And core inflation accelerated to 2.85% (YoY) against a forecast of 2.6%.
According to DBS, food inflation still continues to be the main driver but housing and transport costs also follow suit.
Here’s more from DBS:
Inflation (August, yesterday) came well above expectations. Headline inflation registered 4.3% (YoY) vs market consensus of 4% and core inflation accelerated to 2.85% (YoY) against a forecast of 2.6%.
The data breakdown shows while food inflation continues to be the main driver, housing prices and transport costs are also picking up pace. If not for the various subsidies still in place (diesel, cost-of-living subsidies), inflation may be much higher, possibly closer to the peak in 2008. Food and oil prices may not appear to be demanddriven inflation at first glance. But higher commodity prices are in no small part driven by demand in emerging markets, including Thailand. As such, rising inflation sends a clear and loud signal to the central bank to continue to maintain its hawkish policy stance and tighten policy further.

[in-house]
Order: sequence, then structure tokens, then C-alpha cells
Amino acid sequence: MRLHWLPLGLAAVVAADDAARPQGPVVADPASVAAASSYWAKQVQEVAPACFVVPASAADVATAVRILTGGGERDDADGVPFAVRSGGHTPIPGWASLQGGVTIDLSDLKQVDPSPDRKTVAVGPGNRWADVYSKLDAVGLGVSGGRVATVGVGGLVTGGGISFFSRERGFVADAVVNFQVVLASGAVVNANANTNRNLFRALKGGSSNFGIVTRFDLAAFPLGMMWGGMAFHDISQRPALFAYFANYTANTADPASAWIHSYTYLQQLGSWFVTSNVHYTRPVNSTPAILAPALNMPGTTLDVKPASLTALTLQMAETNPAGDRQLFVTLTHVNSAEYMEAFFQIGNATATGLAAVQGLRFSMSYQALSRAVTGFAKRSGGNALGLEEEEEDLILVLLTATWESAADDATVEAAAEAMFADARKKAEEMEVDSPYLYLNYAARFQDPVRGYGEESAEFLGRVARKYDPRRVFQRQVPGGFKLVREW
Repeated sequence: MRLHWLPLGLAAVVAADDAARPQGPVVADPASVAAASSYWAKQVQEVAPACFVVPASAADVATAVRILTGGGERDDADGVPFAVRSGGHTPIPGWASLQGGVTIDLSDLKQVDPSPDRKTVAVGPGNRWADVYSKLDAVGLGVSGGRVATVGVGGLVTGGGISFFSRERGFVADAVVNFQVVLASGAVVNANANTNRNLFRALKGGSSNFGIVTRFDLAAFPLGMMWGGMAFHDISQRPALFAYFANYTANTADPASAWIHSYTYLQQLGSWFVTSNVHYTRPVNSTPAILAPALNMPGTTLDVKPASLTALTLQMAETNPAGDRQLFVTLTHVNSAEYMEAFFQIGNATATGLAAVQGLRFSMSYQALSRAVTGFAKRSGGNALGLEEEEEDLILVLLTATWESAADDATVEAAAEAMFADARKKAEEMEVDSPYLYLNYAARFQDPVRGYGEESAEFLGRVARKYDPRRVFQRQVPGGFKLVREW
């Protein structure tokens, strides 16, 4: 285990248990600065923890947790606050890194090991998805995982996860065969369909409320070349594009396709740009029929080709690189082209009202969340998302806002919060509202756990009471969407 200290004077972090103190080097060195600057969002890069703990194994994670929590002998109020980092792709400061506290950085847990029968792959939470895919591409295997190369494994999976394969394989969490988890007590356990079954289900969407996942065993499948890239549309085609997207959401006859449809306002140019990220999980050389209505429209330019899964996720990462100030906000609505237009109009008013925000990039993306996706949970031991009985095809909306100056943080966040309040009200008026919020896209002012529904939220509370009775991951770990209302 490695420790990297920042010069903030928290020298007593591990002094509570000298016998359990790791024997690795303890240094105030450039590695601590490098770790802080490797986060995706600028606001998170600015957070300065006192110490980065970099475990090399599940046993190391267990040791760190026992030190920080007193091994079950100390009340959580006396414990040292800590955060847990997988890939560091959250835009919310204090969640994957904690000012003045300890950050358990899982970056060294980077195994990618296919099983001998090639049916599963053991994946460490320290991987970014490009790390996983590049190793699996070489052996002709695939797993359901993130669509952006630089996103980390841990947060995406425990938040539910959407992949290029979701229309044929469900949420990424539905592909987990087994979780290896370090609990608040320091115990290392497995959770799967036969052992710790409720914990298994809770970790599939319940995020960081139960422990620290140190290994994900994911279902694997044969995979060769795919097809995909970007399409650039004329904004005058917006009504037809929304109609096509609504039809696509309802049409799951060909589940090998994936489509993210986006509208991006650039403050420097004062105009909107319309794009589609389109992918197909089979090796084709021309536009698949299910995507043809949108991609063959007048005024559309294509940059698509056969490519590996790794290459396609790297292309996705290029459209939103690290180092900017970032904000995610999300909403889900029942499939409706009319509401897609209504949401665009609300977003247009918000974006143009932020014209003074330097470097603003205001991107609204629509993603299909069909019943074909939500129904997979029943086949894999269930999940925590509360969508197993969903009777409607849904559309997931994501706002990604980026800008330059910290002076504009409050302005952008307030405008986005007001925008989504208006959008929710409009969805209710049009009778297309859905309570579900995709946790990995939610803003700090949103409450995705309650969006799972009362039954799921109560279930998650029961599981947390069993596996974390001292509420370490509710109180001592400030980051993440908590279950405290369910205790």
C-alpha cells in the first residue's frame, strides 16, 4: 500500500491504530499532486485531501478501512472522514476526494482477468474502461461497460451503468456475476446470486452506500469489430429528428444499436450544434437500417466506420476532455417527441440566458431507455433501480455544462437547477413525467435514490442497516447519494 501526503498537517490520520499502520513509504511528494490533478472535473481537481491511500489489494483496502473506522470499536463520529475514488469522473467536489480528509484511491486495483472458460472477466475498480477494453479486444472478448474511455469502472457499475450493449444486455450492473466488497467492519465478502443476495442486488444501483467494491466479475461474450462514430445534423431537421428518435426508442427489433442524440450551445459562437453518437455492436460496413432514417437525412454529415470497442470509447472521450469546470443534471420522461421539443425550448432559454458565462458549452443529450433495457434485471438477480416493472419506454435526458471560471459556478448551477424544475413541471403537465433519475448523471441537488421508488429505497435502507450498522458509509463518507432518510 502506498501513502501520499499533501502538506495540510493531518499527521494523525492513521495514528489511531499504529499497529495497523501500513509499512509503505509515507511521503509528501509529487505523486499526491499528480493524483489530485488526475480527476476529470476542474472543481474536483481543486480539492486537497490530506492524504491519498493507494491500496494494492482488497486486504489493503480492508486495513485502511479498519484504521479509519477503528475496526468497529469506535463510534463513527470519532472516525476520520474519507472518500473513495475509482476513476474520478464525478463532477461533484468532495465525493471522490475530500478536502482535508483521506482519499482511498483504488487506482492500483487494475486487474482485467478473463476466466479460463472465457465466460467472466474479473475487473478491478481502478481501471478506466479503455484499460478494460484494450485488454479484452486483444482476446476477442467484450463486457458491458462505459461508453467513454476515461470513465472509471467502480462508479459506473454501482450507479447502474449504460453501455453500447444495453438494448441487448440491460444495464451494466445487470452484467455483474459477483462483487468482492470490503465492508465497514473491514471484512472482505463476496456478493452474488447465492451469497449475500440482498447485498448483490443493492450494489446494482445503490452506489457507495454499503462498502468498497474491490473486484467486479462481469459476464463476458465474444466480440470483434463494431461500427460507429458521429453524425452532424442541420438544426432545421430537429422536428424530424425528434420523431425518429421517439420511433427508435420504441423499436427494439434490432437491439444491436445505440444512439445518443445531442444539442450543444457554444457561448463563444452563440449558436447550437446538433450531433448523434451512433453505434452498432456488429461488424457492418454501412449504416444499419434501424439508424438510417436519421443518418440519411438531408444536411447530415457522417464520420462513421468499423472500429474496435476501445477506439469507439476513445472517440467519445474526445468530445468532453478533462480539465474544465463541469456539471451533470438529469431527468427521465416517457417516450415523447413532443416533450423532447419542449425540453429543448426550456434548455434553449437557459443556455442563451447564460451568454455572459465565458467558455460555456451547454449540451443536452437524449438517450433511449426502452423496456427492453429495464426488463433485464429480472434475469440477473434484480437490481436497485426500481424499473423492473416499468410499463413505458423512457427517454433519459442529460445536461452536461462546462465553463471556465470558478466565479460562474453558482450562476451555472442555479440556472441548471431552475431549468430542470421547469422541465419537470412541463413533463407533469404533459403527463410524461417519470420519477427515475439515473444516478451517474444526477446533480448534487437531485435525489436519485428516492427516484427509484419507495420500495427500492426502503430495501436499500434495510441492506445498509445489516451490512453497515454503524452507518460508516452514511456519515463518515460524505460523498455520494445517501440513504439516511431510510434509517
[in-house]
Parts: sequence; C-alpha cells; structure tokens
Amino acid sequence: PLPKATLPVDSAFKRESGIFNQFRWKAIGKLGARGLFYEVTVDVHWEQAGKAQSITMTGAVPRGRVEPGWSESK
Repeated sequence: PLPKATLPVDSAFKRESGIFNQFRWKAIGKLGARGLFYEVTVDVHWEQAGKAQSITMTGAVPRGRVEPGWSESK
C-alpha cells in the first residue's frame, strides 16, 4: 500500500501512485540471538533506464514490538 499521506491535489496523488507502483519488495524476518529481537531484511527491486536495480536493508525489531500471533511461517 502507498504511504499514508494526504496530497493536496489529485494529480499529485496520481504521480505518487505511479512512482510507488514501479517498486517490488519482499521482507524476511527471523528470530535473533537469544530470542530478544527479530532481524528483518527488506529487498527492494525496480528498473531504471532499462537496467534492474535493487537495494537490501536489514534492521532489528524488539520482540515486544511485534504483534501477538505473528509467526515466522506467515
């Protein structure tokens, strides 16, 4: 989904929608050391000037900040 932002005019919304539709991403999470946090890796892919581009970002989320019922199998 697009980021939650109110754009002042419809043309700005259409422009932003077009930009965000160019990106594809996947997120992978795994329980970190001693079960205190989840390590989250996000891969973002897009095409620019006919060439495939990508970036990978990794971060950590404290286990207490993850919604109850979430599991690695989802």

Money and credit data too point to inflation risks. Broad money growth registered growth of 17% (YoY) in July and in 2Q and the sequential growth pace picked up in July (to 22% MoM, saar). To be sure, the government’s new policy to lower fuel levies and public transport fares will suppress inflation in the short-run.
The estimated 4-9% reduction in public transport fares may reduce sequential inflation by 1%(nonannualised) given the large weight for transport in CPI. This and the uncertain global outlook may even lead the central bank to pause in its rate hiking cycle when it meets next in early October (depending on prevalent sentiment then).
But the direction is clearly for further monetary tightening, and if inflation and money stay as high as they are currently, it may not be wise for the central bank to stop with rate hikes even after policy rates are lifted to 4% (DBS forecast) from the current 3.50% rate.
Do you know more about this story? Contact us anonymously through this link.